Writing Arguments (CO300) Spring 1995, Section 2
Instructor: Marisa Harper
Writing Center: 105 Voc. Ed.
Office Hrs: By appointment
Required Texts: The Aims of Argument: A Rhetoric and Reader by Timothy W. Crusius and Carol E. Channell
--Various readings and activities on Reserve in the library
Recommended: A good dictionary and thesaurus
Course Description: C0250 focuses on reading and writing a range of arguments appropriate for academic and general audiences. This course offers students many opportunities both to read and analyze varieties of arguments on controversial issues. Our general topic for the semester is Media and "American" Culture. Students will complete a carefully sequenced series of assignments that will include summarizing, synthesizing, evaluating, and crafting arguments, many of which will be based on library and field research. The class is a demanding one--it requires 6-7 papers, almost daily reading and shorter writing assignments, as well as regular attendance. As we will focus often on discussion and debate-type forums, this class also requires active participation by each and every class member, at all class meetings.
Attendance: Since we not only write extensively in class but also discuss, workshop, and revise each other's essays, regular attendance is a must. You have 2 "freebies," no questions asked. Absences #3 - #4 will result in unfavorable consequences in the final grade for the course. After that, your grade will be lowered one letter grade per absence.
Workshops are mandatory! You must be present and prepared on each given workshop day. If not, the grade on the next paper or portfolio will be reduced by one letter grade.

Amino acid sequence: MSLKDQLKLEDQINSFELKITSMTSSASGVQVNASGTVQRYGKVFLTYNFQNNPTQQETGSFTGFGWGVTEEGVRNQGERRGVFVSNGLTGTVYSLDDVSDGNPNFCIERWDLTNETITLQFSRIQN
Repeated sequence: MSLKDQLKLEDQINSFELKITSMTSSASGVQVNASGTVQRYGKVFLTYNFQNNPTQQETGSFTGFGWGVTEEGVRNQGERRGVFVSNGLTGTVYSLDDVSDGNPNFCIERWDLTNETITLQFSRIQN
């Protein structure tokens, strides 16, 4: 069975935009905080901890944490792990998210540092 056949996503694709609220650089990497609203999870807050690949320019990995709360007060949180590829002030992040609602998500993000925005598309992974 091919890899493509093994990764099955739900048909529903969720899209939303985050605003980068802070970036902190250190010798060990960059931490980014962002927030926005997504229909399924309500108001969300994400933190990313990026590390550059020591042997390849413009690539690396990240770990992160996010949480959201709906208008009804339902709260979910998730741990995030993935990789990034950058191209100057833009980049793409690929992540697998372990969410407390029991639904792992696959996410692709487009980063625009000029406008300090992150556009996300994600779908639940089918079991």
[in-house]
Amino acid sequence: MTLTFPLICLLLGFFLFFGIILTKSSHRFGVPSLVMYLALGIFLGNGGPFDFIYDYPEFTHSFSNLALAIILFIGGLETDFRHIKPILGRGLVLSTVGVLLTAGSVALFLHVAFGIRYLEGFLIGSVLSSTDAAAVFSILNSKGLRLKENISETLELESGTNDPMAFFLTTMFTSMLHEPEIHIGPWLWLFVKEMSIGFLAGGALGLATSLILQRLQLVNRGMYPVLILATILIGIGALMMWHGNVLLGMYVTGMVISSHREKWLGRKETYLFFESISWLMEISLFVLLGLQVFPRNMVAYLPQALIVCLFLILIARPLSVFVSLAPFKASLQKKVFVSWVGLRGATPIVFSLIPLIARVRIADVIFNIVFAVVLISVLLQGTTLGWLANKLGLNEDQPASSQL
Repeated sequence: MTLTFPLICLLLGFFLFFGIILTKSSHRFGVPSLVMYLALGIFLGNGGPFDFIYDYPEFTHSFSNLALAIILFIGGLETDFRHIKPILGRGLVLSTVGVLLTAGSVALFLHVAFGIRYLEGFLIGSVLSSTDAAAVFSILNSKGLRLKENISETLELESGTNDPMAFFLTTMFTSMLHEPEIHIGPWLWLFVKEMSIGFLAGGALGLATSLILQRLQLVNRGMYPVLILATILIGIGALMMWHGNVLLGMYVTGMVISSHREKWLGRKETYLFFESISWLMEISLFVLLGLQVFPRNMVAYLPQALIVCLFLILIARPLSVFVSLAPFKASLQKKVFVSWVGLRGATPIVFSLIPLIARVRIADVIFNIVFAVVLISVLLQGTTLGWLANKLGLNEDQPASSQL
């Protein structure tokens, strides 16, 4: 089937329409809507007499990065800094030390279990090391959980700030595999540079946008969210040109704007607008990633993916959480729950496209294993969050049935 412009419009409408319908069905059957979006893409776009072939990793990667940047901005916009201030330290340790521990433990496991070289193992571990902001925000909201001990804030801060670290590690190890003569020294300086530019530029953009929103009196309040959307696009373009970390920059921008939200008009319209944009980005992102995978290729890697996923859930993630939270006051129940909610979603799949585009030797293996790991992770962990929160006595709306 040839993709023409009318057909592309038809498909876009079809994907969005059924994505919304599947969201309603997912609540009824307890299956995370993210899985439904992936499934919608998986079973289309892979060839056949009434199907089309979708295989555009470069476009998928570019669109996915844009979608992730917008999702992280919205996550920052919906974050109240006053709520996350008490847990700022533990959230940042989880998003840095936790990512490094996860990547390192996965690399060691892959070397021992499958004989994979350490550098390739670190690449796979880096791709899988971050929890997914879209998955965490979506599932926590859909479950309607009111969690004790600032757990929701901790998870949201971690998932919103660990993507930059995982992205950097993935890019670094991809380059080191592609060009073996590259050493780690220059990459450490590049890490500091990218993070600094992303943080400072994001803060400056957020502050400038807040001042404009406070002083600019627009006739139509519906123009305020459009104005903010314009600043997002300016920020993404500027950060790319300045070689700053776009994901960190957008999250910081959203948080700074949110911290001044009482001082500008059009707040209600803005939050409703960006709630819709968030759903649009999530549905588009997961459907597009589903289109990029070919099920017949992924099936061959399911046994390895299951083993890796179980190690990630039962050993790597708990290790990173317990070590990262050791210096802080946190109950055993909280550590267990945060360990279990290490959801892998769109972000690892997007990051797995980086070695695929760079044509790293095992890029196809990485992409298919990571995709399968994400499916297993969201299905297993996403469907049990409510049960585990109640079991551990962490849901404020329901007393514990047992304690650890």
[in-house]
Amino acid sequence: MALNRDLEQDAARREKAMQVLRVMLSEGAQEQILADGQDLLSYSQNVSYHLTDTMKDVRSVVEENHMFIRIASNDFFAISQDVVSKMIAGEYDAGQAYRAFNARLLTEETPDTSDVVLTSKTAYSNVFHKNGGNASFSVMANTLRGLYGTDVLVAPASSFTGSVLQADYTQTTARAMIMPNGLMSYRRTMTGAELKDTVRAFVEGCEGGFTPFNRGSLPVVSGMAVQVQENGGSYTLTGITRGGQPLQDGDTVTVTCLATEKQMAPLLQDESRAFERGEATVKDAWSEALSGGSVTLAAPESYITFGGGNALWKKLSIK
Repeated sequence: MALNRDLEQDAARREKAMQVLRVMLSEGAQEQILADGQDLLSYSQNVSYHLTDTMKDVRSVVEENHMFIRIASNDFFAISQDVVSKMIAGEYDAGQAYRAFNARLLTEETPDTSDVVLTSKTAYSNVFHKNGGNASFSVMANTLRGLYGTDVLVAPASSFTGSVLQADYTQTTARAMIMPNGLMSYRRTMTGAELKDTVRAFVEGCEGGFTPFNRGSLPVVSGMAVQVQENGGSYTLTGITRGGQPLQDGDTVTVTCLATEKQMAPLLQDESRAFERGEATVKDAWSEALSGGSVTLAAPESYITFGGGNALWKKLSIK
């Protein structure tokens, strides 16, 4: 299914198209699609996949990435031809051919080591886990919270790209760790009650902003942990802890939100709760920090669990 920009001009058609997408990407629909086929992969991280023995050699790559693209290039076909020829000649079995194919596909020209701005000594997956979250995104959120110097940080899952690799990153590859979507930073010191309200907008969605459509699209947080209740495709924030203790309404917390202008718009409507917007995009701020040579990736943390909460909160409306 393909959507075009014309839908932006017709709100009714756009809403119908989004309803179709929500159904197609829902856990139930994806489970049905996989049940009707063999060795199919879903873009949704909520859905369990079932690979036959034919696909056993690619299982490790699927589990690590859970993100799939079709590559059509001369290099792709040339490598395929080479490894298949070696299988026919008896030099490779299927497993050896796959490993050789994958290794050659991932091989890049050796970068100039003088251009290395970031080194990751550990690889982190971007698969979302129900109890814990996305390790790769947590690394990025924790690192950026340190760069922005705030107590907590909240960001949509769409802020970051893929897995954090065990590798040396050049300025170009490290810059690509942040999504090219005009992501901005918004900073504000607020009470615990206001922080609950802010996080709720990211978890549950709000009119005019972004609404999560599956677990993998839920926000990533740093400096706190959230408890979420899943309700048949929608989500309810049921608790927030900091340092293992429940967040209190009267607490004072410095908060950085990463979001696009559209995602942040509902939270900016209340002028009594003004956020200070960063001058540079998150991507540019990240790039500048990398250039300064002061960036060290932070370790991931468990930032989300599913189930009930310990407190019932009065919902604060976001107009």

Grading: Portfolio Grading - The first half of the semester (roughly) you will be working on a portfolio. A second portfolio will be due at the end of the semester. Your portfolio is a presentation of all your work, with emphasis on your best work thus far. Excellent organizational skills are a must for this type of evaluation for keeping track of and assembling your work for portfolio presentation, as well as self-discipline to keep up with the sequence of assignments, even though some may not be collected until you turn in your portfolio. Portfolios that do not have drafts included and do not show that the writer has been revising papers throughout the semester will be rewarded with an 'F.' Each paper included in the portfolio must have been workshopped in class and the workshop sheet included within the portfolio.
Portfolio I will be collected around midterm and will consist of 8-10 final draft pages comprising 3-4 papers. Portfolio 2 will be due 1-2 weeks before finals week and will consist of 10-12 final draft pages comprising 2 papers. Drafts of all essays must be submitted with each portfolio. I want to be able to track the excellent progress each student is making in their writing abilities and to see how well each of you is honing your writing skills. A "Works Cited" (and possibly a "Works Consulted") page must accompany each paper in each portfolio, as well as photocopies of each source that you use. Please submit your portfolio papers in a pocket folder for evaluation. The grading breakdown is as follows:
Portfolio 1 - 25%
Portfolio 2 - 40%
Class Participation and Final Exam - 15%
"Process" (daily assignments, intervention drafts, work leading, up to Portfolio, non-Portfolio papers) - 20%
No late papers will be accepted. Papers are late if a complete draft is not presented for the workshop on that paper or on a mandatory Intervention Draft due date. You will be allowed one extension per semester. To receive an extension, you must consult with your instructor before the due date. Extensions will not be granted at the class when work is due.